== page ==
What Makes Up Your Knee?
The knee is a complex joint made up of bones, muscles, tendons, ligaments,
and cartilage. It may be described as a hinge joint, similar to the hinge
on a door. The knee not only bends back and forth but also has a complex
rotational component that occurs with flexion and extension.
Each knee has two crescent-shaped menisci, or cushion pads, comprised of
cartilage. The lateral meniscus lies at the outer side of the knee and
the medial meniscus lies at the inner side of the knee. The strong but
flexible menisci act as shock absorbers between the femur (upper-thigh
bone) and the tibia (shin bone), especially during weight-bearing activities
such as walking or stair climbing. The menisci also stabilize and evenly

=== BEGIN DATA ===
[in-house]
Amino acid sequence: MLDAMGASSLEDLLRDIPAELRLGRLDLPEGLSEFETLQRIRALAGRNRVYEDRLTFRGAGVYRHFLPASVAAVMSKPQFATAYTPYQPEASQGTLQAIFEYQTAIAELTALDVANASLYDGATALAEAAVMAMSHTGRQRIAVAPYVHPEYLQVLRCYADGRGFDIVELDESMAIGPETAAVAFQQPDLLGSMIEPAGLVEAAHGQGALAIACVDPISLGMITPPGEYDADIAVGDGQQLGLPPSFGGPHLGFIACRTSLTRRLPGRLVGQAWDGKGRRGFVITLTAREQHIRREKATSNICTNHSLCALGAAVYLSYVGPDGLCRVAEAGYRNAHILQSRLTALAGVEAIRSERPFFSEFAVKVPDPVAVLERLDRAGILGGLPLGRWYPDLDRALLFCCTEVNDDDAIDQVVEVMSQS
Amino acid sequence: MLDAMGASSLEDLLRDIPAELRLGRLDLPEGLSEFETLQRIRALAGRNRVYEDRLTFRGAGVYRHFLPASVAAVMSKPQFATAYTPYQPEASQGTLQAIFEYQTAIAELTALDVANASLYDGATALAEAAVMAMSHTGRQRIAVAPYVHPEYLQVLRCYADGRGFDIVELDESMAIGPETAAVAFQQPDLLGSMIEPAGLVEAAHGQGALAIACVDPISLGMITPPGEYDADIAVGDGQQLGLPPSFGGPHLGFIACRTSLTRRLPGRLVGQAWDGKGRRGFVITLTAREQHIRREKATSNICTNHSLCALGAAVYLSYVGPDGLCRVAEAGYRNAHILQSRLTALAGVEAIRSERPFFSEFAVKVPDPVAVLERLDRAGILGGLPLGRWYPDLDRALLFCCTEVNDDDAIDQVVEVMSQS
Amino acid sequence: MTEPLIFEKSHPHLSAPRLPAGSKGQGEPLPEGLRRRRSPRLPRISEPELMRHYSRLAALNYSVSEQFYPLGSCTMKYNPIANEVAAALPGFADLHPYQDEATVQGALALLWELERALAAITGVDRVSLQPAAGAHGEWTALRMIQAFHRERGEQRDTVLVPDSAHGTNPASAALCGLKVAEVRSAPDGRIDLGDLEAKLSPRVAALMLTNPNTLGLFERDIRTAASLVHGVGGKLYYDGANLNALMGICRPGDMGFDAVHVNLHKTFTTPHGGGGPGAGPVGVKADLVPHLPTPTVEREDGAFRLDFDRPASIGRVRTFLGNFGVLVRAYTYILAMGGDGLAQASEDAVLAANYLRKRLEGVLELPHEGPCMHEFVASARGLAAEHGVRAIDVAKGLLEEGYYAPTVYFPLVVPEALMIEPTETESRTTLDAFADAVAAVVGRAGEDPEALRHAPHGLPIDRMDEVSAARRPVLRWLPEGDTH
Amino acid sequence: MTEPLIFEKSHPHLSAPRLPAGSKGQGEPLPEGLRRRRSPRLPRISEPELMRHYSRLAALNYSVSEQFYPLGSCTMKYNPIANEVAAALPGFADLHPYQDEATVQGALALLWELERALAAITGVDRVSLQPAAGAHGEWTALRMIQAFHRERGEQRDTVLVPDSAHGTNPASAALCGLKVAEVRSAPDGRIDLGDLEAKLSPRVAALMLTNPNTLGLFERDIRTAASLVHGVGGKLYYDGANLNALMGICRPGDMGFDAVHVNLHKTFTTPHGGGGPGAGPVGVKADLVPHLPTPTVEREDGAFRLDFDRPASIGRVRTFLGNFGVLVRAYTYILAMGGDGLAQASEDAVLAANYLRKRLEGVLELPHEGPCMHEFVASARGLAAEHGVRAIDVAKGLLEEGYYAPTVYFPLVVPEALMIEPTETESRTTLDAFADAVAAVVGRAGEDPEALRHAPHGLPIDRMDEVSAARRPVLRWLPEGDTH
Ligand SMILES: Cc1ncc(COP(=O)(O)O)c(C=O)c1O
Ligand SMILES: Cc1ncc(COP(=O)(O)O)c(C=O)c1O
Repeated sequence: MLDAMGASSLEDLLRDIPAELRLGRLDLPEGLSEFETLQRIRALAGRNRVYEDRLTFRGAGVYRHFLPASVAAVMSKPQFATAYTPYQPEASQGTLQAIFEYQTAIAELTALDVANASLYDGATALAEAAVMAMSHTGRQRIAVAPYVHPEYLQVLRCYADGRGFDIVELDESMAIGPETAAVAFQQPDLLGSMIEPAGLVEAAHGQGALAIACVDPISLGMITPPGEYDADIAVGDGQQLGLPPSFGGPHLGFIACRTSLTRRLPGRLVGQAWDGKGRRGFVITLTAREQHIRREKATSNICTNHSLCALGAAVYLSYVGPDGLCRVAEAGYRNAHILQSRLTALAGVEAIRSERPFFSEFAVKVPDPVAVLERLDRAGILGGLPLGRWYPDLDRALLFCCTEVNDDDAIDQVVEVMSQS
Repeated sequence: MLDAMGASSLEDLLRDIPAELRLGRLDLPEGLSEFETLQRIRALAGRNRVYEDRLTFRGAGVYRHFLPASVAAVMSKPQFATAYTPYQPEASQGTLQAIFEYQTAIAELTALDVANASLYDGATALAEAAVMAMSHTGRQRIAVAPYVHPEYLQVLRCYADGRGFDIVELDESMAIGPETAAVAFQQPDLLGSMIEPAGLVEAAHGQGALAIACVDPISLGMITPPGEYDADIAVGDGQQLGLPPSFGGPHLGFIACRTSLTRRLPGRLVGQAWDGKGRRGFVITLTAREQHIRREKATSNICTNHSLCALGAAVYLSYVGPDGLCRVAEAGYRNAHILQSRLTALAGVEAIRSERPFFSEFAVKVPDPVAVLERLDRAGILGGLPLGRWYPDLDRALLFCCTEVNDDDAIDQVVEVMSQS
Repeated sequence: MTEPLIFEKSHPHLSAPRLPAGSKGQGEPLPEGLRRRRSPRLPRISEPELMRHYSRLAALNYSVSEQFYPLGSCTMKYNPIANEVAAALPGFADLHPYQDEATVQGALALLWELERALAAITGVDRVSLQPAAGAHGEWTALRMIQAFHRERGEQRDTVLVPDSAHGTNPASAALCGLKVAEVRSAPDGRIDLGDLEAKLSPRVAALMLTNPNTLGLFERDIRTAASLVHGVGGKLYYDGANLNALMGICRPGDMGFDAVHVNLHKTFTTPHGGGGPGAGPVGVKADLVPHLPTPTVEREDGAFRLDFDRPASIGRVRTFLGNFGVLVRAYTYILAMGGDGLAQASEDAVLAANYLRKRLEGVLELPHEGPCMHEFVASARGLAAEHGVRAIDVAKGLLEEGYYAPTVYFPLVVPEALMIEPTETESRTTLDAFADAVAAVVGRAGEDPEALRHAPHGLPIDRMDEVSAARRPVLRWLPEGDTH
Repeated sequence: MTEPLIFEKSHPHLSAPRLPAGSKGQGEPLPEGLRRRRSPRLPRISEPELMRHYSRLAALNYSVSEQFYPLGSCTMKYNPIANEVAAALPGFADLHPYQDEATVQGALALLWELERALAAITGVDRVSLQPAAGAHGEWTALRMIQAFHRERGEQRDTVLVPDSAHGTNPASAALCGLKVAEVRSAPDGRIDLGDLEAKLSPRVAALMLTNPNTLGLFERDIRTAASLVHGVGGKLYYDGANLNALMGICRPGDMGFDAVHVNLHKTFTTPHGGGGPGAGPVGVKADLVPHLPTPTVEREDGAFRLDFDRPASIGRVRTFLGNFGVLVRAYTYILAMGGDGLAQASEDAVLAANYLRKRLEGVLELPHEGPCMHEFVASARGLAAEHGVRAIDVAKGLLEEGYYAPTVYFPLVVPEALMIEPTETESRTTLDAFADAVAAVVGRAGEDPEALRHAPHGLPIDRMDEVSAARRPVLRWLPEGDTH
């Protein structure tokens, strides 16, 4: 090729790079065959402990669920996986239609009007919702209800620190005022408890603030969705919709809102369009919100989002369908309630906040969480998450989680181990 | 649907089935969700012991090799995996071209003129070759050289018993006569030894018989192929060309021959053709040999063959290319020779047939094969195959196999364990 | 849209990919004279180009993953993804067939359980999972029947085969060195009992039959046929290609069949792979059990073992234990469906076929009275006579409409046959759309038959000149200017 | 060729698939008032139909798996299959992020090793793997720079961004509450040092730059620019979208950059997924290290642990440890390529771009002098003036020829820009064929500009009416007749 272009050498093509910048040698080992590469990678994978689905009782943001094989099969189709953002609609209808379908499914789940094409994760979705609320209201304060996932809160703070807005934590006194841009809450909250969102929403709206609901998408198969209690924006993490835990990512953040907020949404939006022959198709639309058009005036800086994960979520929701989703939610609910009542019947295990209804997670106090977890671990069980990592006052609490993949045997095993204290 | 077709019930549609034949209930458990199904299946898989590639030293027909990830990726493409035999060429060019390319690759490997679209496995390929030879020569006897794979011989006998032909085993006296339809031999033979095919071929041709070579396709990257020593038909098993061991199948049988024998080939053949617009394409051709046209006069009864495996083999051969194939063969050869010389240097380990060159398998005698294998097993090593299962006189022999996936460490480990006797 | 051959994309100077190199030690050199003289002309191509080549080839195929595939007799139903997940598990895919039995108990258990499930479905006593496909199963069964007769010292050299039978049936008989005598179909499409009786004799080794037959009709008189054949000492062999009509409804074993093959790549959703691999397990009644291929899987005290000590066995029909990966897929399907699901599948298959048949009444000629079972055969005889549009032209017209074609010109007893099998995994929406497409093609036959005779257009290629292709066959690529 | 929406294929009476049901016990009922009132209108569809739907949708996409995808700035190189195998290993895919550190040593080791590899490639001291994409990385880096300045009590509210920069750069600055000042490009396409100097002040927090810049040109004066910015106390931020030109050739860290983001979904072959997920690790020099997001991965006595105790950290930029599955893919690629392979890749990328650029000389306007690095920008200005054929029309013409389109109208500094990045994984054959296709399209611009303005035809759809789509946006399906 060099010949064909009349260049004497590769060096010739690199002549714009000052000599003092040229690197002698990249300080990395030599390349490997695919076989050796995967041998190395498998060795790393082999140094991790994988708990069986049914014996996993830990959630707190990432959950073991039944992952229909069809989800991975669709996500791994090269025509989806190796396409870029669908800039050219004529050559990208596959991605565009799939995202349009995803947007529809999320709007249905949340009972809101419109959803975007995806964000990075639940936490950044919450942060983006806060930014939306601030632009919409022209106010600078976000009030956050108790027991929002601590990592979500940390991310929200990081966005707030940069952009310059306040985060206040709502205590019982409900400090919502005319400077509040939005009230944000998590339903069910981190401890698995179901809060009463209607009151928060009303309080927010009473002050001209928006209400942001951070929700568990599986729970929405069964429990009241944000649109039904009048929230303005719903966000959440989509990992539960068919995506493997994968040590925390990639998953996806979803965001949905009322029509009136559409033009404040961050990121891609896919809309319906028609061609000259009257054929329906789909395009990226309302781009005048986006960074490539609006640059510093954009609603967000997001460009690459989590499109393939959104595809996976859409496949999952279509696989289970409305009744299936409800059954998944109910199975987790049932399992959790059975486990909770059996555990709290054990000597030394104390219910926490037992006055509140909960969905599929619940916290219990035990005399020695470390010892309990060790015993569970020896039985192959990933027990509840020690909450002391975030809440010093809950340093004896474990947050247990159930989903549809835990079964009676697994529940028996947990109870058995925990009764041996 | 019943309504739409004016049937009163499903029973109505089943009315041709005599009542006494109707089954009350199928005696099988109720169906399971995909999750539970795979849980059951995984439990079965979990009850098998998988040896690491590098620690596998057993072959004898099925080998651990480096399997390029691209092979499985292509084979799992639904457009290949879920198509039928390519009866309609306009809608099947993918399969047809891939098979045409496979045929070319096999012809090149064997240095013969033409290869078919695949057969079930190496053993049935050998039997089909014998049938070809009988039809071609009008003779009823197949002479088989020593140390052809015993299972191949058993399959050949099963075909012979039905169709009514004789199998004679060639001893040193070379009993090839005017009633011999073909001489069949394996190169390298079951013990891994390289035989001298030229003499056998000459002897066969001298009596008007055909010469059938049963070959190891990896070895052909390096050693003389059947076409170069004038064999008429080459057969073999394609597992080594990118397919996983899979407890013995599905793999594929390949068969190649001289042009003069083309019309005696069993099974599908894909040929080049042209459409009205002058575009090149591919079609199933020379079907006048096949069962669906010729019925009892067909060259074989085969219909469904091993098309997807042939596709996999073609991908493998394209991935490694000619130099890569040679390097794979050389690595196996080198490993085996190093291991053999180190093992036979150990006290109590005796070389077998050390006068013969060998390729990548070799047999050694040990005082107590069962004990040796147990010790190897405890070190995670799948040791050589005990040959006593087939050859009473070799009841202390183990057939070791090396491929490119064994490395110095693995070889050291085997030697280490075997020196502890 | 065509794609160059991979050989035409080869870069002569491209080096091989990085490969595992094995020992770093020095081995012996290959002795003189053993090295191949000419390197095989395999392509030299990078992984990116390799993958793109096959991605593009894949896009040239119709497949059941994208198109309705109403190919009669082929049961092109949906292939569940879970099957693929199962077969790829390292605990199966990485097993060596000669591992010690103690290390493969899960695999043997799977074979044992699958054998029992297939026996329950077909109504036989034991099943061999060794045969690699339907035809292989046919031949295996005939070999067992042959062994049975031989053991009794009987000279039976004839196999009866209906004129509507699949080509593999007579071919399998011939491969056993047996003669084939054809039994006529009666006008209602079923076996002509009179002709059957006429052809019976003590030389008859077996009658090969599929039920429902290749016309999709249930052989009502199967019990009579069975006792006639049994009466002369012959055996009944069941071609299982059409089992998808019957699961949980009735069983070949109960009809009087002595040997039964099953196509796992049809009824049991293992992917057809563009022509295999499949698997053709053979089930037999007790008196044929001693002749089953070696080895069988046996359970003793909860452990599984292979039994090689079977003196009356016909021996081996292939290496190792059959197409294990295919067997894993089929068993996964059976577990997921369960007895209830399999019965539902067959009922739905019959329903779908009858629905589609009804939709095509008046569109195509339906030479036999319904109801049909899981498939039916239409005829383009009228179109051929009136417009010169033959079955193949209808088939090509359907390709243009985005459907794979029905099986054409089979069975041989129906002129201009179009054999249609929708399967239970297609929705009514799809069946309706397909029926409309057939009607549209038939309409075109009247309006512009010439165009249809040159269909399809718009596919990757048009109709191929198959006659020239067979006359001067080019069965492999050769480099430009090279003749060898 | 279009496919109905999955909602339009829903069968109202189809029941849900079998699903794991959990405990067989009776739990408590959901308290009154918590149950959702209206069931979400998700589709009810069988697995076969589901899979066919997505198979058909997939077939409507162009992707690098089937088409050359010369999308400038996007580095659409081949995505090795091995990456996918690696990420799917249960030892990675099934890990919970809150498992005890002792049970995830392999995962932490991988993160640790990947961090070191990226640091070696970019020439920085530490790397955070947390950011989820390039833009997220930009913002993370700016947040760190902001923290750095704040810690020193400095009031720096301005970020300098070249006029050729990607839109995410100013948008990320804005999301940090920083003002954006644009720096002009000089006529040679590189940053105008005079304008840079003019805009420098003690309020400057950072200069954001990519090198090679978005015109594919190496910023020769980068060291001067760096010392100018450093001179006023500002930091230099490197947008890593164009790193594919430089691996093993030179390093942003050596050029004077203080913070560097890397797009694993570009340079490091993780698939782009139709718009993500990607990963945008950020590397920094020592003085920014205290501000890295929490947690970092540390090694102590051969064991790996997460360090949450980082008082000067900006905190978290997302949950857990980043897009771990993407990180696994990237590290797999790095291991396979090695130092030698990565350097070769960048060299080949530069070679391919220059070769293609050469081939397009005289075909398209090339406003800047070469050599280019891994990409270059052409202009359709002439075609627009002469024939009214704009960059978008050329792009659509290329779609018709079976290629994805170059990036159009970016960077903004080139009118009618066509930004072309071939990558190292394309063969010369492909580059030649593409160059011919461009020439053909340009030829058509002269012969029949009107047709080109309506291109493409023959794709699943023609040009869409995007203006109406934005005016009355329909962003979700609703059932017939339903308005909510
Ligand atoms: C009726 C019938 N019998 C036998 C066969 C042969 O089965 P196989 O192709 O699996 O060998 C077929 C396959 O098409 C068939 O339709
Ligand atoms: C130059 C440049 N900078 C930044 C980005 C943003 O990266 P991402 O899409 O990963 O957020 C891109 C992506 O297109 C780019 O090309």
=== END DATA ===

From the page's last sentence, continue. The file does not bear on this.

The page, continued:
distribute your body weight across the knee joint.
The ACL is one of a pair of crucial ligaments that forms a cross in the
center of the knee joint. Both the ACL and the PCL function to stabilize
the knee from front to back. The ACL limits the forward movement of the
tibia, and the PCL limits the backward movement of this bone. Additional
ligaments provide stability to other movements at the joint, including
angulation (left/right motion) and rotation. Without such stability, you
may feel that your knee is simply giving out from under you.